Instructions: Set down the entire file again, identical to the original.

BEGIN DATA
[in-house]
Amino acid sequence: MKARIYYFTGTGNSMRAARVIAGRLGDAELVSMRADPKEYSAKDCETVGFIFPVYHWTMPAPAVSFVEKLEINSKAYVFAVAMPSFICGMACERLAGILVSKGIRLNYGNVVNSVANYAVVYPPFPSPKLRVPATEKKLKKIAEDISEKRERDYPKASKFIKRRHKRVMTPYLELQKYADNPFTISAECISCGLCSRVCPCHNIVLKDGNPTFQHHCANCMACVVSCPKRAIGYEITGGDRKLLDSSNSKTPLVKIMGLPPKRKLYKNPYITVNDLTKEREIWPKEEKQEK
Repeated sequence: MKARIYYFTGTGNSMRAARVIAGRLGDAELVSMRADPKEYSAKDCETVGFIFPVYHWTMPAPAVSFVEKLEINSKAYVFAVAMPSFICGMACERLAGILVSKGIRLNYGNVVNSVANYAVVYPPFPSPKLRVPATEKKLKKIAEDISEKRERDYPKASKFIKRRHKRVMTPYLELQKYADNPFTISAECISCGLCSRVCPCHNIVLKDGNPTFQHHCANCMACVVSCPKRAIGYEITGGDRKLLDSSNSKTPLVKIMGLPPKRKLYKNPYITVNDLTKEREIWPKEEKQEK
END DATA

[in-house]
Amino acid sequence: MKARIYYFTGTGNSMRAARVIAGRLGDAELVSMRADPKEYSAKDCETVGFIFPVYHWTMPAPAVSFVEKLEINSKAYVFAVAMPSFICGMACERLAGILVSKGIRLNYGNVVNSVANYAVVYPPFPSPKLRVPATEKKLKKIAEDISEKRERDYPKASKFIKRRHKRVMTPYLELQKYADNPFTISAECISCGLCSRVCPCHNIVLKDGNPTFQHHCANCMACVVSCPKRAIGYEITGGDRKLLDSSNSKTPLVKIMGLPPKRKLYKNPYITVNDLTKEREIWPKEEKQEK
Repeated sequence: MKARIYYFTGTGNSMRAARVIAGRLGDAELVSMRADPKEYSAKDCETVGFIFPVYHWTMPAPAVSFVEKLEINSKAYVFAVAMPSFICGMACERLAGILVSKGIRLNYGNVVNSVANYAVVYPPFPSPKLRVPATEKKLKKIAEDISEKRERDYPKASKFIKRRHKRVMTPYLELQKYADNPFTISAECISCGLCSRVCPCHNIVLKDGNPTFQHHCANCMACVVSCPKRAIGYEITGGDRKLLDSSNSKTPLVKIMGLPPKRKLYKNPYITVNDLTKEREIWPKEEKQEK